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Analysis of cortical activity for the development of brain-computer interfaces for speech

on the June 11, 2021
4 PM

Thesis defense of Philémon ROUSSEL (in English)

On Friday, June 11 2021, Philémon ROUSSEL will defend his thesis "Analysis of cortical activity for the development of brain-computer interfaces for speech".

This thesis has been directed by Blaise YVERT.

Due to the presence of non-French speakers in the jury, the defense will be held in English.

Abstract :

Brain-computer interfaces for speech have the potential to restore the ability to speak in people with severe paralysis. Such a system would decode features of what the user wants to say from their brain activity and synthesize the associated sounds in real time. This thesis aims to contribute to the development of brain-computer interfaces and to the understanding of cortical activity underlying speech.
First, we highlighted a phenomenon of acoustic contamination of electrophysiological signals during speech. Our analyses revealed that this phenomenon was present in several recordings from different laboratories around the world and that it could have an important impact on speech decoding studies by biasing the obtained performances.
Understanding the differences between overt and covert speech is important to know if the models currently developed on overt speech would be easily applicable to paralyzed people. Using an intracortical recording, we showed that the dynamics of the activity of a population of neurons in Broca's area were different during overt and covert speech. Moreover, we found that the spiking activity recorded during the pronunciation of sentences allowed to discriminate these sentences. The similarity of spike trains appeared to be correlated with the phonological similarity of the sentences. Using the same recording, we showed that the low frequency component of local field potentials was modulated by overt speech and to a lesser extent by covert speech.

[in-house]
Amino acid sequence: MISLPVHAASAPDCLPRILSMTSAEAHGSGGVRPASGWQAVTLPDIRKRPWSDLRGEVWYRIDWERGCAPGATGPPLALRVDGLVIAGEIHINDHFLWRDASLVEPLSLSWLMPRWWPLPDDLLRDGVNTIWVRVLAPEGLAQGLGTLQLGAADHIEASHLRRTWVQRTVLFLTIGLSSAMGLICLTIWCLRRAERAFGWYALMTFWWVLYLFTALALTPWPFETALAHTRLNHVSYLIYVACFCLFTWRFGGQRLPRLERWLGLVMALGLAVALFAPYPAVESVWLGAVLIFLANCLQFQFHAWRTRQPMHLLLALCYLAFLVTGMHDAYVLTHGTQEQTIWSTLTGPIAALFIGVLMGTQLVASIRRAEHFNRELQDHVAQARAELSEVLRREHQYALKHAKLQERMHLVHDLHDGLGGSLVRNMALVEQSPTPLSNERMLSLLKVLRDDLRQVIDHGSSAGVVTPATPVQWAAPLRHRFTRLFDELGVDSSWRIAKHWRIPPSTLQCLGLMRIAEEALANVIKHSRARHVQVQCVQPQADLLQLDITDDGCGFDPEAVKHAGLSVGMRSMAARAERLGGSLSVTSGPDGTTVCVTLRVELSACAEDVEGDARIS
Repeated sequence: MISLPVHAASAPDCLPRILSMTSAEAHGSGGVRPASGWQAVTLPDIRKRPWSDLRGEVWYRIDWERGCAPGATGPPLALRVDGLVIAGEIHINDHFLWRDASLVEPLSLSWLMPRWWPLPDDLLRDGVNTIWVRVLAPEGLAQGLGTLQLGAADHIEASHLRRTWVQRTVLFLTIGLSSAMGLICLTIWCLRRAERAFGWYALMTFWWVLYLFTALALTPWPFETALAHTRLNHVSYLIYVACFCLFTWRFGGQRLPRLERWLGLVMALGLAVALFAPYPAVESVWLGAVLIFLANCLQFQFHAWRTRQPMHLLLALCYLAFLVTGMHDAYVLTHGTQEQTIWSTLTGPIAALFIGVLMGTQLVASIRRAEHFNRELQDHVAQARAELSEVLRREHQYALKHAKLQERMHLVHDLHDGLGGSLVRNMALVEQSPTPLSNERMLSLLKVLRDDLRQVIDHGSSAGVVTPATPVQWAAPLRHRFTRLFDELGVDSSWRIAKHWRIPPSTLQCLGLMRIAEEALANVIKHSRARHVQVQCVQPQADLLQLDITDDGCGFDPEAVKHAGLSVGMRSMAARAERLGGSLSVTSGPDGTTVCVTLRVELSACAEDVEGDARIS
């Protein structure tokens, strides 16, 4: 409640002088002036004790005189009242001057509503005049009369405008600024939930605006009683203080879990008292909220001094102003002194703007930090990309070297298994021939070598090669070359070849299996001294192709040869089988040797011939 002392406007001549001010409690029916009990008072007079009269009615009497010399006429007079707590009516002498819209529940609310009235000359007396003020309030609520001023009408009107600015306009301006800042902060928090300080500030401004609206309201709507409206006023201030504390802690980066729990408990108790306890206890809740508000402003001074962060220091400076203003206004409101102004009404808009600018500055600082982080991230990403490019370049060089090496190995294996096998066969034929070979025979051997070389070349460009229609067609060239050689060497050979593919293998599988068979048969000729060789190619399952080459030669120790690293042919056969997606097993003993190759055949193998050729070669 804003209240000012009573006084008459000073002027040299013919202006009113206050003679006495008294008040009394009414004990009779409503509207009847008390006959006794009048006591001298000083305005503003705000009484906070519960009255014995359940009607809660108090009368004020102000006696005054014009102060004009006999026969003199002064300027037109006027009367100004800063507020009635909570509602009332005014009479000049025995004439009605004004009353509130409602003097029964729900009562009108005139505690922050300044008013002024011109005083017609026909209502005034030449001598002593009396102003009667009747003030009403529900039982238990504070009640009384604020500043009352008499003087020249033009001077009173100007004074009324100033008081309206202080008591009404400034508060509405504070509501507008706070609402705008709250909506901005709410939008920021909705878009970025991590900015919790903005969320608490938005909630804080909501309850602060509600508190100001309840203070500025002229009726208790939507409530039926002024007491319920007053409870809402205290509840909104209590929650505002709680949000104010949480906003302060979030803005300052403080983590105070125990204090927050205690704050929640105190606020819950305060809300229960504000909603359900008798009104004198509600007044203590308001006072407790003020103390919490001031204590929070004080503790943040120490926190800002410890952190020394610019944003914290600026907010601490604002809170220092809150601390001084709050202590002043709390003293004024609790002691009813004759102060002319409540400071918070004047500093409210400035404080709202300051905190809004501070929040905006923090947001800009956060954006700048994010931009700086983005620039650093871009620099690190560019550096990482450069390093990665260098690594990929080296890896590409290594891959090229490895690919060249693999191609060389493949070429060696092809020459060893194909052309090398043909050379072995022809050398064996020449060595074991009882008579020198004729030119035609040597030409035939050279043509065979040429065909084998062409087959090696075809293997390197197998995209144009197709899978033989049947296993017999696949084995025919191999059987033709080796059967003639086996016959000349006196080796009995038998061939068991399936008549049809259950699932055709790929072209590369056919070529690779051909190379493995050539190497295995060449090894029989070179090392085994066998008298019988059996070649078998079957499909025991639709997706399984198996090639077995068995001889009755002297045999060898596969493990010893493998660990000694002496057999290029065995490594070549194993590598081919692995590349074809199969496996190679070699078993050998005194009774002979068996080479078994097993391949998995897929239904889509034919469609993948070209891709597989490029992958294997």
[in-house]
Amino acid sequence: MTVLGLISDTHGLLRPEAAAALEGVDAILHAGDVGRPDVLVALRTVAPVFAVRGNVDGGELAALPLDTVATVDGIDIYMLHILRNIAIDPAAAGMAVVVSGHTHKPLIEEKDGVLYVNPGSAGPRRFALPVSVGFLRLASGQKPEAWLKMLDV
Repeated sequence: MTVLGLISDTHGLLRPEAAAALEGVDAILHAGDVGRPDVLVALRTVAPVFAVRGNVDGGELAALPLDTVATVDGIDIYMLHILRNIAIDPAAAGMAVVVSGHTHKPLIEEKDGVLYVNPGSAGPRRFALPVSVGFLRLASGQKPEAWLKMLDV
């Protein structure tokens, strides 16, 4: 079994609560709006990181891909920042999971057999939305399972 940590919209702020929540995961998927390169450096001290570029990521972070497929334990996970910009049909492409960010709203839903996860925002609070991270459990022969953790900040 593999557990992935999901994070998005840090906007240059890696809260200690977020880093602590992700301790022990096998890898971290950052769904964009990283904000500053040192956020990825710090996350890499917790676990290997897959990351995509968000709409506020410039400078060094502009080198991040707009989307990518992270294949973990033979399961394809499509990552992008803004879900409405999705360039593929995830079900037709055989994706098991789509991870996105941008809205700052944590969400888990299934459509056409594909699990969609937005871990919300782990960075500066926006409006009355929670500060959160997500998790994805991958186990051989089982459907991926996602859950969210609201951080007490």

Finally, we tested, in a non-paralyzed participant, a protocol allowing to build a covert speech decoder from electrophysiological activity. Our offline analyses showed that it was possible to decode acoustic features of imagined phonemes with performances statistically superior to chance. We also performed a preliminary test of real-time, closed-loop decoding in the same participant.

Key words:

Electrophysiology, Speech, Broca's area, Neural decoding

Members of the jury :

  • Tetiana AKSENOVA (CEA) - Examiner
  • Stéphan CHABARDES (CHUGA) - Examiner
  • Anne-Lise GIRADU (Université de Genève) - Examiner
  • Franck GUENTHER (Boston University) - Examiner
  • Benjamin MORILLON (Aix-Marseille Université) - Reviewer
  • Wilson TRUCCOLO (Brown University) - Reviewer
  • Blaise YVERT (Grenoble Institut des Neurosciences) - Thesis director

Practical informations / Places


Conference room of the André Rassat building (Chimie E - Campus)
Updated on June 11, 2021

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